ordered. The ban, however, affected only the lower class people. Whether the ban was followed up on or not is not clarified. Since the costumes were given from generation to generation, despite the request from the ruler, there could still be cotton band be founds on the skirt hems. But they could only be seen if the skirt was lifted.
Probably the increasing industrialization with jobs in the cities and the incoming of modernity in the village led to the dissolving of social and community forms, so that the old rules for clothes lost their meaning. The clothing as such, including the costume took on a modern, urban look and grew individual. The costume slowly disappeared from Datterode. Only elderly women would still wear it into the 20th century.
In Datterode however, the costume was brought out off and on, usually for the harvest fair. That is when the robes and gorgeous head gear were shown to the villagers during a parade. Datterode even had a Costume Group once. Its members had old costume re-manufactured for handsome money. They also performed old folk dances.
In essence, if you speak of costume it is always the women’s being discussed. Evidently the decoration of the women stood in the foreground. As for the clothes of men there are no sources that mention any. The clothing was the everyday work clothes, but also the so-called Hesse coat. In general, blue, linen shirt with embroidery on shoulders and sleeves (see photo archive).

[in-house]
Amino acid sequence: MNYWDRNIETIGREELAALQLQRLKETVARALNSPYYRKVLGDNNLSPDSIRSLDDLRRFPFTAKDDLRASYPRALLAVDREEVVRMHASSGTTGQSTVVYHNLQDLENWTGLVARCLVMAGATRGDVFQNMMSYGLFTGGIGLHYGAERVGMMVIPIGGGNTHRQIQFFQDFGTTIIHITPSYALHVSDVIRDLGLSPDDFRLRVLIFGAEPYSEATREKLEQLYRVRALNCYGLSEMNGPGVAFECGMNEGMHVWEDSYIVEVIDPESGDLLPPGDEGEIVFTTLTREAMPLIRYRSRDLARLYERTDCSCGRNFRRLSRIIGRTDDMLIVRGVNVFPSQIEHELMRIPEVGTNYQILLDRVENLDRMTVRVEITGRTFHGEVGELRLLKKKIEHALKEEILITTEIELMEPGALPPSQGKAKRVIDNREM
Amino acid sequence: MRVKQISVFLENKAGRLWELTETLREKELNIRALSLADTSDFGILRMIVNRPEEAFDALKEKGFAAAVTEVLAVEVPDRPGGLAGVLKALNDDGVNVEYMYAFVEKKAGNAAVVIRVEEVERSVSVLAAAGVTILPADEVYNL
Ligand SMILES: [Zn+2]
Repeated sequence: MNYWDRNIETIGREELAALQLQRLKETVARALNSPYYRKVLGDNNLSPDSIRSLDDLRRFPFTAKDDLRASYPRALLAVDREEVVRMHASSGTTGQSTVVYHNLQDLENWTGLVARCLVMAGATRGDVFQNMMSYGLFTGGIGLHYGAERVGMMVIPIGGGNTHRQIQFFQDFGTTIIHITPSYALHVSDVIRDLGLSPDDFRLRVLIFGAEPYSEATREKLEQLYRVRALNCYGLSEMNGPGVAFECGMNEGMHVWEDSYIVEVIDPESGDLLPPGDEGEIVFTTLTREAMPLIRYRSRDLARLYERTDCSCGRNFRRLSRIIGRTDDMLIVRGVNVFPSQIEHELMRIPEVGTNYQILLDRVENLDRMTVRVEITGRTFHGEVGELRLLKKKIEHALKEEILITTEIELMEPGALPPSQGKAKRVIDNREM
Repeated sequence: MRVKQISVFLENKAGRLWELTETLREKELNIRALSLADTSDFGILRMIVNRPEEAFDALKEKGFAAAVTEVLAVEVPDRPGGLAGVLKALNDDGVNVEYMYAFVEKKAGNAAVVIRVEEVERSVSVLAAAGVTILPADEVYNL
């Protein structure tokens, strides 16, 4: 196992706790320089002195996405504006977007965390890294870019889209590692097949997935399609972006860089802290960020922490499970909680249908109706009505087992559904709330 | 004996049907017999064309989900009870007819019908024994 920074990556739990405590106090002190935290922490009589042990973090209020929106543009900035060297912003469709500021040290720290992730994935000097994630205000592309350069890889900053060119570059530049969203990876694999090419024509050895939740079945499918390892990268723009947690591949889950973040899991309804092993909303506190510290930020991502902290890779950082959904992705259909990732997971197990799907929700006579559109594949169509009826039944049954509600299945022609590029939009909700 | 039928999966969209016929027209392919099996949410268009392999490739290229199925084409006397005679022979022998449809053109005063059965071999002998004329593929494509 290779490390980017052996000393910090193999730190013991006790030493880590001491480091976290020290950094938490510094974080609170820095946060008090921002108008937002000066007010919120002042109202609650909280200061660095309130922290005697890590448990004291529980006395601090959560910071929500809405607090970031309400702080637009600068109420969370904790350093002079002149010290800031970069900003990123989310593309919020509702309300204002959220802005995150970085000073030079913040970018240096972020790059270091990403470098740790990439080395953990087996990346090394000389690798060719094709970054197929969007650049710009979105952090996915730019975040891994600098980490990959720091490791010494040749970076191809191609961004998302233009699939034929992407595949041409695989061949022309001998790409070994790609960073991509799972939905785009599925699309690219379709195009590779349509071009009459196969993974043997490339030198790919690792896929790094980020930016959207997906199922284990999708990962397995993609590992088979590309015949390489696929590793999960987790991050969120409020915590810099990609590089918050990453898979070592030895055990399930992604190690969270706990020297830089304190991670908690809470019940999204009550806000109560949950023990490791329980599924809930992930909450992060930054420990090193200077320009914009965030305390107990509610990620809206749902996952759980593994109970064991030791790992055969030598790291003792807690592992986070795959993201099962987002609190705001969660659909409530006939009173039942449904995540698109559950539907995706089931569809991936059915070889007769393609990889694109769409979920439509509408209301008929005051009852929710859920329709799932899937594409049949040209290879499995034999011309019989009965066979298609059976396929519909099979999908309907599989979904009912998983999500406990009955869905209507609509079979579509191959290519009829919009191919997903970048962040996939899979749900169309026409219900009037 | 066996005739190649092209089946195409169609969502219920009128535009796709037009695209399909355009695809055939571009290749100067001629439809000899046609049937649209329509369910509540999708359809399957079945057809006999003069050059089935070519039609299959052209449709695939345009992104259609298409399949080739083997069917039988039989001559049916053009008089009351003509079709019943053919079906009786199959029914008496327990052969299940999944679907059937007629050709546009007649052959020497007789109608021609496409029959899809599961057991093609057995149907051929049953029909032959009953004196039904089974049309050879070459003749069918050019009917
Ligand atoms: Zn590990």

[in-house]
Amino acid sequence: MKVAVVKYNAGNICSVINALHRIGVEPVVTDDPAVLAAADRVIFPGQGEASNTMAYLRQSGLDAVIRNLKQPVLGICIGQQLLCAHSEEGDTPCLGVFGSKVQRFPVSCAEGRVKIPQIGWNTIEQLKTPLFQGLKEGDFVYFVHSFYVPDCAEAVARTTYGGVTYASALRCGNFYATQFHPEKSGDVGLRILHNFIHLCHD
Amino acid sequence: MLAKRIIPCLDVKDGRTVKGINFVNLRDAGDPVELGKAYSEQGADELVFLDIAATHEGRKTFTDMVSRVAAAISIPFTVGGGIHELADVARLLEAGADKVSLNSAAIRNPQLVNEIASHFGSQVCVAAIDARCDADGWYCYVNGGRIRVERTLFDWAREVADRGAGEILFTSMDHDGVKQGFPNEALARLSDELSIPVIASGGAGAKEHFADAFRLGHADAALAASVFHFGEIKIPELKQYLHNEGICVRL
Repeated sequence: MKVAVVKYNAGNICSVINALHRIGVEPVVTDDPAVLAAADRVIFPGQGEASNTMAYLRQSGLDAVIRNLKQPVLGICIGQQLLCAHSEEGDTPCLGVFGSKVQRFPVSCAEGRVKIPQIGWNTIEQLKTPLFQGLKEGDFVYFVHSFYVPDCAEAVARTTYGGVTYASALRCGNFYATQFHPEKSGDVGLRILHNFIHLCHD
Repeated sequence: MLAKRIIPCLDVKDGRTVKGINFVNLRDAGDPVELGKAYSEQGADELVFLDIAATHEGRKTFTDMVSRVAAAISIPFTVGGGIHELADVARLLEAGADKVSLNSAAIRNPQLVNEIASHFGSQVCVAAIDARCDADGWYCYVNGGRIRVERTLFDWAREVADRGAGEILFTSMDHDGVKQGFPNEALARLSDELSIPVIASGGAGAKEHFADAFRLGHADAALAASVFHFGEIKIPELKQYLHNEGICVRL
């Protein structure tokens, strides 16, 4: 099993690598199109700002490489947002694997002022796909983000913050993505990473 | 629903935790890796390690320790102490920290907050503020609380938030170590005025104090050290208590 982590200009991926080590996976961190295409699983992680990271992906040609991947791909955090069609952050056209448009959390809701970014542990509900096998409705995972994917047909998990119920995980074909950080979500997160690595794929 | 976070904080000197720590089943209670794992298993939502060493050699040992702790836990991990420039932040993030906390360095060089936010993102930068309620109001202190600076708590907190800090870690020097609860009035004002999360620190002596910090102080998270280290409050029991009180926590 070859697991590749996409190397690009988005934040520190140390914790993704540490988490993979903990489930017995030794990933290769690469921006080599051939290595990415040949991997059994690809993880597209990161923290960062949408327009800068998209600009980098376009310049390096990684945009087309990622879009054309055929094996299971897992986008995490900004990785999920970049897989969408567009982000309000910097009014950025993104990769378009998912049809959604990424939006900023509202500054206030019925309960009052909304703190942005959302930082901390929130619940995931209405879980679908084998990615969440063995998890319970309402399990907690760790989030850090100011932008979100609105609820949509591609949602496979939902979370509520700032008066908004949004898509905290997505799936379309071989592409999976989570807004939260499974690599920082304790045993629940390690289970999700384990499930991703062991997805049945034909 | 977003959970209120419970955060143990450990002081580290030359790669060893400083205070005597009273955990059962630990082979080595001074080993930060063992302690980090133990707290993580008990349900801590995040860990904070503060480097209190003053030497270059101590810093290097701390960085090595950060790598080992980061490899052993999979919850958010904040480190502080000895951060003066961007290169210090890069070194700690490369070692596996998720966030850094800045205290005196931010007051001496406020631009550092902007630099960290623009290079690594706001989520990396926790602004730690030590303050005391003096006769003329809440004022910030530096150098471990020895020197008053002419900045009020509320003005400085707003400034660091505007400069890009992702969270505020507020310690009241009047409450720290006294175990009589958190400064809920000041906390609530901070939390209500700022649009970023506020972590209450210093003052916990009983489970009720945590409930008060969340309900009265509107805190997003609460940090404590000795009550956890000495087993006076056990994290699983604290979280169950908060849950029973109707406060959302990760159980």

The two wedding photos in the archives show the bride the wearing a rosemary branch on the head. The white ribbons are today replaced by a veil. For the wedding night a bonnet was put on the brides head. Thus getting married means – getting under the hood. Did you know that the German adage finds its source here?
The description of the costume by Luise Gerbing contains older happenings and authentic documents. The review by Rudolf Helm describes the snapshot at the same time documenting further development findings by Luise Gerbing .
Many pieces of the old Datterode costumes are probably lost. A recent appeal to the residents of Datterode to submit old costume pieces to the “Heimatverein” had little response. There are still some parts to be had, which we hope to document in our photo archive.
If you, dear reader, know of any costumes or parts of it in Datterode or the Ringgau area, please let us know. It would be nice to document this remnant of the old-time. So, starting in the attic!
1 Horst Hucke, “Dress of the women in Datterode 150 years ago” in “850 years Datterode”
2 Staatsarchiv Marburg: 5. Hessischer Geheimer Rat Nr. 1609
The Datterode Costume